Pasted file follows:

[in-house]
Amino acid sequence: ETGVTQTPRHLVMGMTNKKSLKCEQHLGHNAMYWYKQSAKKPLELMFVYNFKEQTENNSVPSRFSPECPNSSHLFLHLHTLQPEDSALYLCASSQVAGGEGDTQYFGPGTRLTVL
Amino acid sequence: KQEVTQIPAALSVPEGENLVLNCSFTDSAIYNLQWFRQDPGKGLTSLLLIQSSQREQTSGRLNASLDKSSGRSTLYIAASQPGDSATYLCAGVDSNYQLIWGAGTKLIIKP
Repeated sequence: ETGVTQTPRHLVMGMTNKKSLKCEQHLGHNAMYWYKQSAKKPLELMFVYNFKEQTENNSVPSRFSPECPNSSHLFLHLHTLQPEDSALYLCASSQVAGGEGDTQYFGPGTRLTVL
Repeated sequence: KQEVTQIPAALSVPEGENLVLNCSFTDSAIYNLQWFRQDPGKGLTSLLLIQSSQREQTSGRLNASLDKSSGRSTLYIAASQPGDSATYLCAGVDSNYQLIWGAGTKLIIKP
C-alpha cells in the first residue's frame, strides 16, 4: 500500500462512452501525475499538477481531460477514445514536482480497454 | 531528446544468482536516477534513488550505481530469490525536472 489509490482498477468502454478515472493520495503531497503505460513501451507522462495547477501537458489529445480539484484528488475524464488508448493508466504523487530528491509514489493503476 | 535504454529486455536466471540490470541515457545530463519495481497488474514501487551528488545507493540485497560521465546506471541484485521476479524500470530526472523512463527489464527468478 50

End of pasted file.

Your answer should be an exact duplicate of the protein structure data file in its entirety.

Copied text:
[in-house]
Amino acid sequence: ETGVTQTPRHLVMGMTNKKSLKCEQHLGHNAMYWYKQSAKKPLELMFVYNFKEQTENNSVPSRFSPECPNSSHLFLHLHTLQPEDSALYLCASSQVAGGEGDTQYFGPGTRLTVL
Amino acid sequence: KQEVTQIPAALSVPEGENLVLNCSFTDSAIYNLQWFRQDPGKGLTSLLLIQSSQREQTSGRLNASLDKSSGRSTLYIAASQPGDSATYLCAGVDSNYQLIWGAGTKLIIKP
Repeated sequence: ETGVTQTPRHLVMGMTNKKSLKCEQHLGHNAMYWYKQSAKKPLELMFVYNFKEQTENNSVPSRFSPECPNSSHLFLHLHTLQPEDSALYLCASSQVAGGEGDTQYFGPGTRLTVL
Repeated sequence: KQEVTQIPAALSVPEGENLVLNCSFTDSAIYNLQWFRQDPGKGLTSLLLIQSSQREQTSGRLNASLDKSSGRSTLYIAASQPGDSATYLCAGVDSNYQLIWGAGTKLIIKP
C-alpha cells in the first residue's frame, strides 16, 4: 500500500462512452501525475499538477481531460477514445514536482480497454 | 531528446544468482536516477534513488550505481530469490525536472 489509490482498477468502454478515472493520495503531497503505460513501451507522462495547477501537458489529445480539484484528488475524464488508448493508466504523487530528491509514489493503476 | 535504454529486455536466471540490470541515457545530463519495481497488474514501487551528488545507493540485497560521465546506471541484485521476479524500470530526472523512463527489464527468478 50